What happens when you take money out of your IRA or 401(k)?
In general, when you take money out of your IRA or 401K, some basic income tax rules apply. They are:
- Distributions are taxable immediately: In general, all distributions will be taxed in the year they come out of the plan. There is an exception when you roll over your distribution into another retirement plan or a traditional IRA within 60 days, or when your employer transfers the distribution directly into another plan or traditional IRA. Also, if you ask your employer transfers your retirement plan in to a Roth IRA (in contrast to a traditional IRA), the transfer will be treated as a conversion to a Roth IRA. You will be required to pay income tax in the year of the conversion on any pre-tax amounts that are transferred to the Roth IRA.
- Your basis is not taxable: If you made contributions to an IRA or 401(k) and you were not permitted to take a tax deduction on your tax return, then you will have what is called "basis" for tax purposes. You will not have to pay taxes on those amounts a second time when you take the money out of your plan. However, if you have a traditional IRA, your basis generally comes out pro rata, which means that every time you take a distribution, part of it is taxable and part of it is not.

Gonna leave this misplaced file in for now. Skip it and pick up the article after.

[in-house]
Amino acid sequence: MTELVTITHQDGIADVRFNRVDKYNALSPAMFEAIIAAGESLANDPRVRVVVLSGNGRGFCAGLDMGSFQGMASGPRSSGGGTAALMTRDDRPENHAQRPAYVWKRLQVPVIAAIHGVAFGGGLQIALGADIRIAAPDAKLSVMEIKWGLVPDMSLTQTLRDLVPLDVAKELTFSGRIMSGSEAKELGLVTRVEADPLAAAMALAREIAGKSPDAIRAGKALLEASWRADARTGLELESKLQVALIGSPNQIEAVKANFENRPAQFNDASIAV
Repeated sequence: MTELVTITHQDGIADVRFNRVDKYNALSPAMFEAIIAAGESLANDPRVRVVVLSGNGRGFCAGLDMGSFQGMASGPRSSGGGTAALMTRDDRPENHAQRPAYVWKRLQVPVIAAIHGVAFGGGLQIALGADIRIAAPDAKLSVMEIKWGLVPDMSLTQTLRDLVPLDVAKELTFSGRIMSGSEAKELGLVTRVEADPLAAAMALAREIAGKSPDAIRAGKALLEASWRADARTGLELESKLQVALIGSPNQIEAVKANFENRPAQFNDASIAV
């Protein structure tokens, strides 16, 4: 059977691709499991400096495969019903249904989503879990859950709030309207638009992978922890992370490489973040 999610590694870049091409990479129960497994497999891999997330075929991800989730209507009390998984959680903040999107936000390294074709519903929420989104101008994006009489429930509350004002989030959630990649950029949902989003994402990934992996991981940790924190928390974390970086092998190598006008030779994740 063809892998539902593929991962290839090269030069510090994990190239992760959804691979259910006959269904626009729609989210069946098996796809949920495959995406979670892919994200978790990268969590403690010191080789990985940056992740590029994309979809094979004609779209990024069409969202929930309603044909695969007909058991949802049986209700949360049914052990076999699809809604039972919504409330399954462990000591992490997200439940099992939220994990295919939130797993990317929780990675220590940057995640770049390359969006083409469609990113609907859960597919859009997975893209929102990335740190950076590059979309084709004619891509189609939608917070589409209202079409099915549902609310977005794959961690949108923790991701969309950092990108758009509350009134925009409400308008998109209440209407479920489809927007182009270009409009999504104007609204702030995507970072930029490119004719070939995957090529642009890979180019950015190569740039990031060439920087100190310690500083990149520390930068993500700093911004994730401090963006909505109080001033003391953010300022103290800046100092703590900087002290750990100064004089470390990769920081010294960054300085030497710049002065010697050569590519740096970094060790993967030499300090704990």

- You don't have to withdraw cash: In general, when you take a distribution from an IRA, you may choose the assets you want to withdraw - you are not required to take cash.
- You may not claim a loss: You may not claim a loss on your tax return for any loss incurred inside your IRA or 401(k). Instead, you pay tax on each distribution based on the cash value or the fair market value of the property on the date it is distributed from the plan.
- Divorce or inheritance does not change the basic tax rules.
Please contact one of our IRA Experts at 800-472-0646 for more information.